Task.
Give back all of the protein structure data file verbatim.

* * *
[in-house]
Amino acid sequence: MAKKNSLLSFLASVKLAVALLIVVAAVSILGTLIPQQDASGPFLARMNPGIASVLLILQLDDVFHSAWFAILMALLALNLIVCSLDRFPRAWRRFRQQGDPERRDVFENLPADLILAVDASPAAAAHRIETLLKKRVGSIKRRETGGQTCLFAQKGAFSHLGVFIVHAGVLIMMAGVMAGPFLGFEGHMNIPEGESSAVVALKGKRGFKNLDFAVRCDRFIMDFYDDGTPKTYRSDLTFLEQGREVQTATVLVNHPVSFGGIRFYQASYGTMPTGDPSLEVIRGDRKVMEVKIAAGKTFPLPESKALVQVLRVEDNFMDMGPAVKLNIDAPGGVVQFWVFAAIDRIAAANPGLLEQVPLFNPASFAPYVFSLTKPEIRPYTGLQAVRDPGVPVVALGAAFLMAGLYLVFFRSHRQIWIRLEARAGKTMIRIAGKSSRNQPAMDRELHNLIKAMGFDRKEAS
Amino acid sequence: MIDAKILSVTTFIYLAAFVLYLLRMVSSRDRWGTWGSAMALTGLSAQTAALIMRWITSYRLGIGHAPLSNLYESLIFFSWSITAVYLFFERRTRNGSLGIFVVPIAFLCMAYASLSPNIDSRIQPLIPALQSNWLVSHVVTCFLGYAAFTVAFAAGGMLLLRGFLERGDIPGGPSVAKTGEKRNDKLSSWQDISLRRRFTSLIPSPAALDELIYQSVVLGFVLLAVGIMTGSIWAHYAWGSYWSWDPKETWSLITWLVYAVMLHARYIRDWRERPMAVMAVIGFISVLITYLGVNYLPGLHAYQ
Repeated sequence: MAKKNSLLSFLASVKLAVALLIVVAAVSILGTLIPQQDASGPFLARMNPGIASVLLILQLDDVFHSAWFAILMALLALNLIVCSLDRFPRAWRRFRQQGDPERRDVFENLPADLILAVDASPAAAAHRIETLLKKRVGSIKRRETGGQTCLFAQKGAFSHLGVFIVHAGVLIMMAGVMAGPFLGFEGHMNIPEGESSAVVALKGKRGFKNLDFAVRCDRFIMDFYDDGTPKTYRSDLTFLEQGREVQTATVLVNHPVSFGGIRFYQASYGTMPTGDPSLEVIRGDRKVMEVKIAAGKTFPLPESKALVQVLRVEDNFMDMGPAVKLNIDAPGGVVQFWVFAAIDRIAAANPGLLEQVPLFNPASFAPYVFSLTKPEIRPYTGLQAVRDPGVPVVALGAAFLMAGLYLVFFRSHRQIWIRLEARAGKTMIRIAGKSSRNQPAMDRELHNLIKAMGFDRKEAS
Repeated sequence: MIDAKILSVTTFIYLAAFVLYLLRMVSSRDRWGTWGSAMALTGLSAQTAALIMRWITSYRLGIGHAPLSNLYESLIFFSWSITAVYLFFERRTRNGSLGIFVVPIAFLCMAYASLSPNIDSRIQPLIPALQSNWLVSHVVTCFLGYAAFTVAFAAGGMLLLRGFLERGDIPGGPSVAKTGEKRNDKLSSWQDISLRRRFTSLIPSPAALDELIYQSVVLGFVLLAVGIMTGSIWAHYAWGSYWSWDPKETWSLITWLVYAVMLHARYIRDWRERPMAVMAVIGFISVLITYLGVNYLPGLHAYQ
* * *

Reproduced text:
[in-house]
Amino acid sequence: MAKKNSLLSFLASVKLAVALLIVVAAVSILGTLIPQQDASGPFLARMNPGIASVLLILQLDDVFHSAWFAILMALLALNLIVCSLDRFPRAWRRFRQQGDPERRDVFENLPADLILAVDASPAAAAHRIETLLKKRVGSIKRRETGGQTCLFAQKGAFSHLGVFIVHAGVLIMMAGVMAGPFLGFEGHMNIPEGESSAVVALKGKRGFKNLDFAVRCDRFIMDFYDDGTPKTYRSDLTFLEQGREVQTATVLVNHPVSFGGIRFYQASYGTMPTGDPSLEVIRGDRKVMEVKIAAGKTFPLPESKALVQVLRVEDNFMDMGPAVKLNIDAPGGVVQFWVFAAIDRIAAANPGLLEQVPLFNPASFAPYVFSLTKPEIRPYTGLQAVRDPGVPVVALGAAFLMAGLYLVFFRSHRQIWIRLEARAGKTMIRIAGKSSRNQPAMDRELHNLIKAMGFDRKEAS
Amino acid sequence: MIDAKILSVTTFIYLAAFVLYLLRMVSSRDRWGTWGSAMALTGLSAQTAALIMRWITSYRLGIGHAPLSNLYESLIFFSWSITAVYLFFERRTRNGSLGIFVVPIAFLCMAYASLSPNIDSRIQPLIPALQSNWLVSHVVTCFLGYAAFTVAFAAGGMLLLRGFLERGDIPGGPSVAKTGEKRNDKLSSWQDISLRRRFTSLIPSPAALDELIYQSVVLGFVLLAVGIMTGSIWAHYAWGSYWSWDPKETWSLITWLVYAVMLHARYIRDWRERPMAVMAVIGFISVLITYLGVNYLPGLHAYQ
Repeated sequence: MAKKNSLLSFLASVKLAVALLIVVAAVSILGTLIPQQDASGPFLARMNPGIASVLLILQLDDVFHSAWFAILMALLALNLIVCSLDRFPRAWRRFRQQGDPERRDVFENLPADLILAVDASPAAAAHRIETLLKKRVGSIKRRETGGQTCLFAQKGAFSHLGVFIVHAGVLIMMAGVMAGPFLGFEGHMNIPEGESSAVVALKGKRGFKNLDFAVRCDRFIMDFYDDGTPKTYRSDLTFLEQGREVQTATVLVNHPVSFGGIRFYQASYGTMPTGDPSLEVIRGDRKVMEVKIAAGKTFPLPESKALVQVLRVEDNFMDMGPAVKLNIDAPGGVVQFWVFAAIDRIAAANPGLLEQVPLFNPASFAPYVFSLTKPEIRPYTGLQAVRDPGVPVVALGAAFLMAGLYLVFFRSHRQIWIRLEARAGKTMIRIAGKSSRNQPAMDRELHNLIKAMGFDRKEAS
Repeated sequence: MIDAKILSVTTFIYLAAFVLYLLRMVSSRDRWGTWGSAMALTGLSAQTAALIMRWITSYRLGIGHAPLSNLYESLIFFSWSITAVYLFFERRTRNGSLGIFVVPIAFLCMAYASLSPNIDSRIQPLIPALQSNWLVSHVVTCFLGYAAFTVAFAAGGMLLLRGFLERGDIPGGPSVAKTGEKRNDKLSSWQDISLRRRFTSLIPSPAALDELIYQSVVLGFVLLAVGIMTGSIWAHYAWGSYWSWDPKETWSLITWLVYAVMLHARYIRDWRERPMAVMAVIGFISVLITYLGVNYLPGLHAYQ